The “emptiness” next to Bethel Baptist Church disappeared on Oct. 27, 2012, when the “Kindred Ties” bus shelter, unceremoniously reappeared on the site it had inhabited for the past six years. Evelyn Patricia Terry, creator of ‘Kindred Ties, offered her perspective on its importance, “Kindred Ties, a public art piece, establishes a sense of place in the African American community and celebrates nurturing families, spiritual awareness, global knowledge, and educational achievement. “Kindred Ties” represents our history, culture, values, and what we incessantly speak of – thereby coalescing my ideas, the community’s ideas, and other artists’ ideas to share with the world.”
Located in the busy six points’ intersection of 21st Street, W. Fond du Lac Avenue, and W. North Avenue the bus shelter’s disappearance March 17, bewildered “Kindred Ties” artists, employees in Seaway Bank across the street, and many concerned community organizers. “What could have happened?” They asked Terry. Although as a public art piece, it now belonged to the community, Terry felt invested to solve the mystery. She eventually tracked it down through Sandy Kellner, Chief Operating Officer of the Milwaukee County Transit System.
Kellner explained that, hit by a car, “Kindred Ties” damaged frame forced immediate removal. This happened around Saint Patrick’s Day. In partial view to passersby, it rested in MCTS’ back lot on 17th Street, near Fond du Lac Avenue. After establishing contact with Dean Amhaus, former Spirit of Milwaukee’s executive director and Ed Mordy, Spirit of Milwaukee’s financial consultant, a new bus shelter frame was purchased. Millennium Neighborhood Art Initiative, the original project host, provided restoration funds. The funds permitted the unharmed sixteen colorful welded sculpture images to be successfully transferred to a new bus shelter and the repaired “Kindred Ties” to be reunited with embedded bronze plaques at the original site. After seeing it repaired, Terry stated, “The positive energy that “Kindred Ties” summoned up for its creation and then for its restoration is extremely gratifying and speaks volumes to Milwaukee’s cooperative leaders. And ‘Kindred Ties’ is appreciated. Offering unsolicited comments during installation, several transit users said, to me, that they were pleasantly surprised to have such a nice and different object in their neighborhood. Many were also surprised to learn that an African American woman originated the concept and secured funds to hire diverse Milwaukee artists and businesses to manifest “Kindred Ties.”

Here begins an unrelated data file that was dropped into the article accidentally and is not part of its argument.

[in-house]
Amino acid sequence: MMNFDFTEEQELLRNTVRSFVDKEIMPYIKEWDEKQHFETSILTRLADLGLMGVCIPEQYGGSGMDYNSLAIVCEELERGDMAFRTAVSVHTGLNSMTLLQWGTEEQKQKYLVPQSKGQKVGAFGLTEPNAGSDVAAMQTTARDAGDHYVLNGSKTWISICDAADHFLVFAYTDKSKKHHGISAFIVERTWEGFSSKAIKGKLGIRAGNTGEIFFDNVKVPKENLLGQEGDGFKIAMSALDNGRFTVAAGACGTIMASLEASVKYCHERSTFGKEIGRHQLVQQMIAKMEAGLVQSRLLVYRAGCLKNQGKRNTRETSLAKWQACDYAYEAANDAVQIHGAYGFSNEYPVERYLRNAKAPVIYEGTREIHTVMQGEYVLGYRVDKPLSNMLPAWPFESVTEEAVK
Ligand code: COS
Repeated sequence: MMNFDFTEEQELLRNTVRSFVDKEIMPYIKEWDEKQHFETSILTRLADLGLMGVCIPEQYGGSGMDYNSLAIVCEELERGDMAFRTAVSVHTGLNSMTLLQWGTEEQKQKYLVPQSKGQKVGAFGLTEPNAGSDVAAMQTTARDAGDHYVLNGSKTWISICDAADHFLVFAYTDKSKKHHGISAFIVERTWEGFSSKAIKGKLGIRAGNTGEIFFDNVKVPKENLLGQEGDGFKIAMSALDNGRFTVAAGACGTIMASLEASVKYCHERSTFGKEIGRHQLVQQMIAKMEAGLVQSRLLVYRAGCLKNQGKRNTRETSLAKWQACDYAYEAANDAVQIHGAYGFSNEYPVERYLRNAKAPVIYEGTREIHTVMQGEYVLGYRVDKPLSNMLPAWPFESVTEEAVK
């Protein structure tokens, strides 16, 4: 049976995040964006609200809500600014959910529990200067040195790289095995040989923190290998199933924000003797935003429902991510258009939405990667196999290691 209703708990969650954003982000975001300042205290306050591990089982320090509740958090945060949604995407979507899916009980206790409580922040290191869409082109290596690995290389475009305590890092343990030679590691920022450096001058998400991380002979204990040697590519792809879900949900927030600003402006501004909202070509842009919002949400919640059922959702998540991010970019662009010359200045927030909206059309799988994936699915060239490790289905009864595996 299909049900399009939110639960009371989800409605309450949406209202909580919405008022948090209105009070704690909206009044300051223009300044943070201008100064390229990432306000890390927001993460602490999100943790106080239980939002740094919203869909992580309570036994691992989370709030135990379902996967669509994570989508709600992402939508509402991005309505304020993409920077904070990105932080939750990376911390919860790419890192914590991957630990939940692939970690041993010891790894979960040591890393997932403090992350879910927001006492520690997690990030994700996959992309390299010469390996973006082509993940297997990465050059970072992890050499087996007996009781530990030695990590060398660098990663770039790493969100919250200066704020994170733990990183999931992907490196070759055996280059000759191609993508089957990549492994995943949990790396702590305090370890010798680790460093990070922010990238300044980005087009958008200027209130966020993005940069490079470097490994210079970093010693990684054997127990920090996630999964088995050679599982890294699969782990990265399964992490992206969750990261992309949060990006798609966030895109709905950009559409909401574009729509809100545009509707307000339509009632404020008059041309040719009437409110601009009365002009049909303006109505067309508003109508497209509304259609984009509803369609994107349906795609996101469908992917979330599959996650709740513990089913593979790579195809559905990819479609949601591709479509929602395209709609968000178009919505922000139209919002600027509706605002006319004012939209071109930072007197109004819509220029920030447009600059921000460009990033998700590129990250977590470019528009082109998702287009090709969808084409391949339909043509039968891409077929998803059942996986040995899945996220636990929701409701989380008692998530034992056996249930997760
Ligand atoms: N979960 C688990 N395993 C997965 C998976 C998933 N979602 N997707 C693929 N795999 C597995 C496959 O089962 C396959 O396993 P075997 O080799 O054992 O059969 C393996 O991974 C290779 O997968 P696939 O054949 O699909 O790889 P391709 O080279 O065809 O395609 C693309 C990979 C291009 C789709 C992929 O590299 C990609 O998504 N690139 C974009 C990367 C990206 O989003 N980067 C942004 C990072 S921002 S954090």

Design and conception of “Kindred Ties”
In a section of Milwaukee where revitalization plans continue, “Kindred Ties” juxtaposes contemporary art with Bethel Baptist Church’s German-inspired, Gothic Revival Style architecture. Two welded and bent wrought iron linear sculptures painted in complementary colors occupy insides and outsides of each of the eight glass panels. The abstract sculptures represent the spiritual universe, a family tree, and a family including the grandfather and granddaughter, a grandmother and grandson, a mother, a father, a son with a book, and a girl embracing a globe. Bronze plaques in the concrete identify the colorful artwork, share seven positive sayings, and celebrate the artists and others who contributed to the public art piece. The yellow painted ceiling panels represent the beaming warmth of sunshine representing prosperity and radiant health.
Terry strongly desired to produce public art. The opportunity came after her friend and sometimes mentor, Durga Patel, spotted the call out to artists. The application process included selecting a community-based non-profit organization to work with. Terry selected the WAICO/YMCA, in her neighborhood, and was fortunate to work with the YMCA’s Economic Development specialist, Mike Stiehl, who suggested a bus shelter project.
In 1999, Terry assembled a distinguished team of artists as follows: painter, Maxine Banks (originated the “family” theme); illustrator and muralist Ras `Ammar Nsoroma (rendered the drawings); architect Theodore Lipscomb (constructed the model); painter and graphic designer Jerry J. Johnson (designed project sites and presentations); UW – Milwaukee professor emeritus Narendra Patel (provided project expertise); sculptor George Ray McCormick Sr., (welding apprentice) worked with sculptor Don Rambadt (welded and provided instruction for images); writer Fondé Bridges (provided seven sayings from his book 101 Simple Suggestions for Better Living), and both the Milwaukee County Transit System and Mike Nolte of Vanguard Sculpture Services (provided installation services).
Please link to http://portalwisconsin.wordpress.com/ for other stories on the Portal Wisconsin blog – Wisconsin’s art and culture site. Contact Terry at firstname.lastname@example.org.